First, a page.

Summer School – It’s Your Turn to Learn: Hard vs. Soft

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We’re halfway through session three of MFT Summer School, and frankly, I’m getting a little bummed about finishing up this series. It’s so fun to learn great ways to up the wow factor when it comes to making pretty cards! Here are links to the first two lessons this week: Repetition and Symmetry/Asymmetry.

Today’s lesson about creating balance by expertly pairing hard and soft elements is very close to my heart. I not only use it in card making, but I also use it when it comes to decorating, too. Take your living room for example — you probably have hard elements like end tables, picture frames, televisions, and bookcases (there’s a piano in mine). Too much hard feels unbalanced though, so we instictively add softness with plants, pillows, and decorations with roundness (or soft edges).

The same premise can be used in creating balanced cards that are pleasing in design. So let’s begin today’s lesson, class!

Lesson #13 – Design: Hard vs. Soft

When it comes to the concept of Hard vs. Soft we can define it like this: For every hard line or edge you place on a card, the design is balanced by some softness, whether it be from a texture (like a ribbon) or a shape (like a circle); too much hard or soft might not work.

Let’s take a look at two examples from Julia Stainton and Inge Groot to get an idea of how this works.

Handmade card from Julia Stainton featuring Mini Delicate Doilies Die-namics.

Julia’s card has lots of soft circles and flowers, but the rough twine, sequins, rhinestone, and stickpins give it textural hardness.

Handmade card from Inge Groot featuring Birdie Brown's Polynesian Paradise.

Inge’s card incorporates hard elements like stripes, lines, twine, and points, but the rounded corner and polka dotted circle give the design a softness to create balance.

Today’s instructor is My Favorite Things Design Team member Julia Stainton. Click HERE or simply watch the video below to learn more about using Hard vs. Soft in your designs.

Julia shared so many great tips and tricks to achieve the perfect balance of hard and soft when creating. I especially loved where she talked about how a even a sentiment can contribute to hardness and softness.

Handmade card from Julia Stainton featuring Pierced Snowflakes Die-namics.

And here’s Julia’s oh so pretty final product. Go ahead and pin it! It’s too pretty to leave it here, am I right?

To aid in your learning, we have created a My Favorite Things Summer School Session Three Study Guide. Download it HERE, and then print it. It will be a handy tool that you can refer to as you design!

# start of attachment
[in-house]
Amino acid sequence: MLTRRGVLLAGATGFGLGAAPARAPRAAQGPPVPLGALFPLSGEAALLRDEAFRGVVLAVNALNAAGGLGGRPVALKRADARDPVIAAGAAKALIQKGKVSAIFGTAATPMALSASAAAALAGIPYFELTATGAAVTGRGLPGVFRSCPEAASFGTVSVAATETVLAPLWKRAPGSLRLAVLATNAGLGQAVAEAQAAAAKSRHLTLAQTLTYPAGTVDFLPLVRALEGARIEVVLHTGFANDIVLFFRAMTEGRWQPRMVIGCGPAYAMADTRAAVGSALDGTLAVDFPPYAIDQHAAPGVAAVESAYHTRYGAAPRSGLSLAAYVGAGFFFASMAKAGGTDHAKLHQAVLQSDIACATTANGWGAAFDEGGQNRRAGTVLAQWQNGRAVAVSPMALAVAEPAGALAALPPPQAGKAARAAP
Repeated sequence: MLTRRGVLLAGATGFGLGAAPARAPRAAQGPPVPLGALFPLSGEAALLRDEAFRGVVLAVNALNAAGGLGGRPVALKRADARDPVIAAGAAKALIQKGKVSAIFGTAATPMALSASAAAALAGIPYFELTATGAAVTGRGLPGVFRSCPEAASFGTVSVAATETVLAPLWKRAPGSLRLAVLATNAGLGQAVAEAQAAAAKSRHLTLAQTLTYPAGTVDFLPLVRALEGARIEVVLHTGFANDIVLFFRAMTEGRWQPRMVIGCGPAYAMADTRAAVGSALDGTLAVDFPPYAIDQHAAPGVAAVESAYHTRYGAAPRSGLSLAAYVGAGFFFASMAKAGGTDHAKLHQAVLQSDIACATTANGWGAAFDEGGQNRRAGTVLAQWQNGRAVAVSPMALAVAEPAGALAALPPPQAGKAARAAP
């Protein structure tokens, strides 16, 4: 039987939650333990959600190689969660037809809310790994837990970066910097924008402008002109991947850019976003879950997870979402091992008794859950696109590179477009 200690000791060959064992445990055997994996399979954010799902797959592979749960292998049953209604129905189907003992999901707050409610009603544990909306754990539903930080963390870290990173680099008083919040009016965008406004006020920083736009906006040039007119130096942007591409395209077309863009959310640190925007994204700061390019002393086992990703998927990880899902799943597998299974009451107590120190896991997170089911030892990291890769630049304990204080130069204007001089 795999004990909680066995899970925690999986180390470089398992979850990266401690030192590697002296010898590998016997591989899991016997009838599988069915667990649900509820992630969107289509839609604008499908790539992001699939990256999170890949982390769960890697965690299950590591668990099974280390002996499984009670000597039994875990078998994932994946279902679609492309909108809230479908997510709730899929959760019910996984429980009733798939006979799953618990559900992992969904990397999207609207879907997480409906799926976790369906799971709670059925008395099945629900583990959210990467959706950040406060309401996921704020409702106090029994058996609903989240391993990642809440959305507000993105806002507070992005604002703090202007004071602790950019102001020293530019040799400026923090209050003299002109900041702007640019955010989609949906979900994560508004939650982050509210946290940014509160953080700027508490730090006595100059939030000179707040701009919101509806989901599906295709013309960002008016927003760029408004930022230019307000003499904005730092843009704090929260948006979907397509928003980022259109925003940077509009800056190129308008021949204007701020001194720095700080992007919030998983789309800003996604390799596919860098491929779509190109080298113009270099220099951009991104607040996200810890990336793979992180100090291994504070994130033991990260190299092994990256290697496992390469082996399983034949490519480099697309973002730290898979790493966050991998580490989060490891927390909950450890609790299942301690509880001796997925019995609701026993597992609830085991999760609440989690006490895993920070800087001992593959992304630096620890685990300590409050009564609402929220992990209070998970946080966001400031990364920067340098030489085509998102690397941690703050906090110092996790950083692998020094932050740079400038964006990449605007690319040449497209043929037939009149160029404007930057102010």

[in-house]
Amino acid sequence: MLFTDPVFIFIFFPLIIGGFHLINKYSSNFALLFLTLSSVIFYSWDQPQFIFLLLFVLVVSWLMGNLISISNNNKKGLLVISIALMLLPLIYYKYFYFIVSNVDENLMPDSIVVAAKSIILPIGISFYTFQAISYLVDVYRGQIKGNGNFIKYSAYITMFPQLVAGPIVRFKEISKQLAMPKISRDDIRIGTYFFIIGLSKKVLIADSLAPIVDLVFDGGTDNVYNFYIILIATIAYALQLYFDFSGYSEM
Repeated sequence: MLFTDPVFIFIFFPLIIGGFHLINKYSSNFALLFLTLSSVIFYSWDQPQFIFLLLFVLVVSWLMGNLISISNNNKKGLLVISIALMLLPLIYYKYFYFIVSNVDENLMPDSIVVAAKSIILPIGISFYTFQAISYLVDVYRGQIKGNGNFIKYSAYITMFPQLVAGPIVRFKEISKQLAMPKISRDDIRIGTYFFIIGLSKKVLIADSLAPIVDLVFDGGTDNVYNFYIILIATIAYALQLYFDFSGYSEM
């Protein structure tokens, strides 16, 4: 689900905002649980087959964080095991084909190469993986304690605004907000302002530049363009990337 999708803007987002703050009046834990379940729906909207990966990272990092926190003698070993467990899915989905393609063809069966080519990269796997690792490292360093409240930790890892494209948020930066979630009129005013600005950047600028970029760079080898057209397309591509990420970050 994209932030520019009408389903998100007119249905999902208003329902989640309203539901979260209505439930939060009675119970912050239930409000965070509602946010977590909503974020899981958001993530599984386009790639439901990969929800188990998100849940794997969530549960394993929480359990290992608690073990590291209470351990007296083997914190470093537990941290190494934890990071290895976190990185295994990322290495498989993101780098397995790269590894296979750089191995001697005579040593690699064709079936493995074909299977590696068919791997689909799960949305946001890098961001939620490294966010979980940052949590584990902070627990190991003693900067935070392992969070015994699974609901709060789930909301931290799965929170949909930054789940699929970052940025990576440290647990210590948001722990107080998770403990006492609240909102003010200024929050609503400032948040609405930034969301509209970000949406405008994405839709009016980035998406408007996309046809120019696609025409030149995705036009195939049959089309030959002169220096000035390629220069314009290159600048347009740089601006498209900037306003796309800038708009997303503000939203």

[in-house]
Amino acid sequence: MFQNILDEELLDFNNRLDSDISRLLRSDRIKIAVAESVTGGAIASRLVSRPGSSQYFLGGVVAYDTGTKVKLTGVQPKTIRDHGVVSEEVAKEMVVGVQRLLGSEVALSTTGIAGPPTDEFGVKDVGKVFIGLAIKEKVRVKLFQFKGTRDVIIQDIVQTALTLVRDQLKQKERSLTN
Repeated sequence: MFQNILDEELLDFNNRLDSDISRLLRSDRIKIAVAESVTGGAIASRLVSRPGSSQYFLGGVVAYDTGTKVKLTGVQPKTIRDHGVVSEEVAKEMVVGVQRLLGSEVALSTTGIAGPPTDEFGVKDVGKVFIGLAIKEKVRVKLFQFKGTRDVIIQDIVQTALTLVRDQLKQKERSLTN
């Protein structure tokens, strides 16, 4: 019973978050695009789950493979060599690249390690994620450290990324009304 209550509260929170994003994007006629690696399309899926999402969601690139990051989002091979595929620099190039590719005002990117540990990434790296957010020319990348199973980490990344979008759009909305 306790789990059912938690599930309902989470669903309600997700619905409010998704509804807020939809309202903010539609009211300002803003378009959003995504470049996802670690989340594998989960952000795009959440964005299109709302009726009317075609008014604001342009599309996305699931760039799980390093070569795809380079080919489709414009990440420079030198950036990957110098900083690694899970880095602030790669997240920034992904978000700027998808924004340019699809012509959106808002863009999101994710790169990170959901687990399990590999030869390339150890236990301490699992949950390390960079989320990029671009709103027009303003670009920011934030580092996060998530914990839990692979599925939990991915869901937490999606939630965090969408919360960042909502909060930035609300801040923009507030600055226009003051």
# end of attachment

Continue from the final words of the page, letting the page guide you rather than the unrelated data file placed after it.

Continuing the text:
This week you’re the student, and instead of grades, we’ve got two prizes per day and two ways to win. Using today’s lesson, we’d love for you to create a project that exemplifies what you learned and upload it to the link below. Master the lesson and win a $50 voucher from My Favorite Things and be featured on the blog on August 25th. Just by participating, you’ll be entered into a drawing to win a $20 voucher, so everyone has a chance!

MFT Summer School Hard vs. Soft.

All entries must be submitted by noon EDT on August 21st. Winners will be announced here on the blog on Tuesday, August 25th.

Here’s your homework for your chance to win:
  1. Create a project following the lesson you learned today.
  2. Be sure to link your project below for your chance to win!

Before you go, be sure to stop by the blogs of these members of our Creative Team for more lessons in how to use the design principle of Hard vs. Soft in your projects.

JillJuliaKarinTeriVeronica

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Now make sure to do your homework! Class dismissed.

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Comments (8)

  • D.Ann C

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    Amazing the things I never though about when making cards before!

    Reply

  • Anita in France

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    Thanks for a wonderful Summer School, Susan … I’ve not had the chance to join in all the classes but have them for future learning! Sorry there are no MFT goodies on my card … I don’t have any (yet!). Hope that’s ok, but if not, please delete my link!

    Reply

  • JaneenK

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    I have to say this is never anything that I have ever consciously thought about. I am going to look at some of the cards I have on hand and see if I can see how i have used this lesson without knowing it. 😀 thanks ever so much.

    Reply

  • Diane

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    Thanks for the video, Julia! The examples today are really lovely!

    Reply

  • LoisI

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    Always great ideas. Enjoyed school sessions .. Love your sample cards.

    Reply

  • jan metcalf

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    Loving Inge’s cute card!

    Reply

  • Susan Lang

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    This is a hard concept to grasp, but the designers showed some great examples. Love the cards!

    Reply